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The Fellowship of the Flame is a short YA prequel novella set in the fantasy realm of Purpura, the same setting as Silverberry’s award winning novel “Wyndano’s Cloak”.

Despite its short length it is engaging, exciting and has a main character, Cap who is a wholesome ten-year-old hero who is full of heart. Brave and kind, we meet him stealing breakfast from the evil usurper Queen in order to feed his gang, and the hungry children of the slave village, ‘Desperation’.

During this escapade, the Queen ends up with whipped cream on her face, much to the delight of Cap’s gang when he tells them about it. The resistance to the queen’s rule is known as the ‘Fellowship of the Flame’, and Cap longs to become a member but alas, they do not accept children.  He thinks his stunt with the queen’s breakfast may change their leader’s mind however and hopes to find the location of the Fellowship’s next meeting:

““On her face?” Rabbit asked. “Dripping off her nose,” Cap replied. They stared at him as if he were a god. “That oughta cinch us a place in the resistance,” he said, when he’d finished his tale.”

A younger version of Robin Hood perhaps? He is certainly full of empathy and compassion. Cap’s Gang of four comprises himself as leader,  Falcon, Rabbit and Sparrow. I especially liked Rabbit’s endearing pronunciation of potato as ‘tapato’. The gang brought to mind the Lost Boys from Peter Pan, with their brave and fearless daredevil leader.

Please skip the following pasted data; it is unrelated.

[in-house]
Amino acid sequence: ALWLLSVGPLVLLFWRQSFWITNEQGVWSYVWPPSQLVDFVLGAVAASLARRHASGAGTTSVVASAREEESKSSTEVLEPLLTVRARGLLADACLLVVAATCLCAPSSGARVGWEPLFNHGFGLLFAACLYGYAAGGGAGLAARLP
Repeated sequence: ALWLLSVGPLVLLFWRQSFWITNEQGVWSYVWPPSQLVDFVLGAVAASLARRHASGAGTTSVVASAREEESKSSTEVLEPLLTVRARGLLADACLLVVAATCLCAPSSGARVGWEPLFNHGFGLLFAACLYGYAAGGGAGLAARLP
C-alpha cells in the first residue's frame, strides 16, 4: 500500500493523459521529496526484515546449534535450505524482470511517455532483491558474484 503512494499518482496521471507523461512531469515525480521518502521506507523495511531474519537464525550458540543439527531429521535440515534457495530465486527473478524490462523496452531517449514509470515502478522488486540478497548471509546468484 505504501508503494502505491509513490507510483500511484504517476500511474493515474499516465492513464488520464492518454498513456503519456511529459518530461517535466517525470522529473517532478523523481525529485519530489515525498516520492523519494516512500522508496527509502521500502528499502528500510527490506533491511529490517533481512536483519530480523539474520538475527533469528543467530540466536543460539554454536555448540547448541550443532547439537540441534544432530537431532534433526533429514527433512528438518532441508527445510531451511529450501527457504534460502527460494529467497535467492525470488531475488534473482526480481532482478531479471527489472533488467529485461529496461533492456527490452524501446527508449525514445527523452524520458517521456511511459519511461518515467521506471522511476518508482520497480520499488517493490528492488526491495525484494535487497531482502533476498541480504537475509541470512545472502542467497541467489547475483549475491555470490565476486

The Queen is understandably none too happy about her breakfast being stolen and the fact she ended up with whipped cream on her face so she recruits a relentless tracker, Caggrill, to hunt down Cap and bring him to her:

“Caggril the Great, Caggril the Tracker, Caggril the Man Hunter, who mopped up four battalions with a handful of soldiers.”

From this point the pace of the novella picks up and an exciting chase takes place through varying types of countryside:

“Maybe he could lose Caggril in the brush. The man was stronger, his legs longer, but the low shrubs would slow him down, and the silky darkness would obscure signs of Cap’s flight. He took a random course through thickets, zigzagging, circling, scurrying left and right, gradually climbing higher. Let him puzzle that out!”

The world-building in this story is excellent, with locations ranging from a medieval style town, the Shady Bone tavern, a castle, forested land and a dangerous swamp. I loved Silverberry’s descriptive turn of phrase:

“The biggest danger in the swamp were the insects—mosquitoes, poisonous spiders, and especially devil babies. An old gypsy told him that when a group of them sang, like rattling bones, it was an omen of someone’s death.”

Makken is the brave and fearless leader of the Fellowship and Tich is his second in command whose name means “friend” in the common tongue. Tich is sent to accompany Cap while they try and figure out if he is genuine or a spy. We see Cap struggle with a moral dilemma regarding his tracker and make the right decision, albeit one that is not so great for his own chances of survival.

The Fellowship of The Flame is definitely worth spending a couple of hours with – I thoroughly enjoyed it and went straight to the author’s website to see what else was available.  I am hoping my thirteen year old will read and enjoy it as much as I did.

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A deadly hunter …
A boy with an ill-fated dream …
Only one can survive.

Caggril, ruthless mercenary and tracker, needs enough gold to release himself from the Purpuran army. Only then can he leave war behind and seek the near mythical land of Aerdem, by all reports a paradise.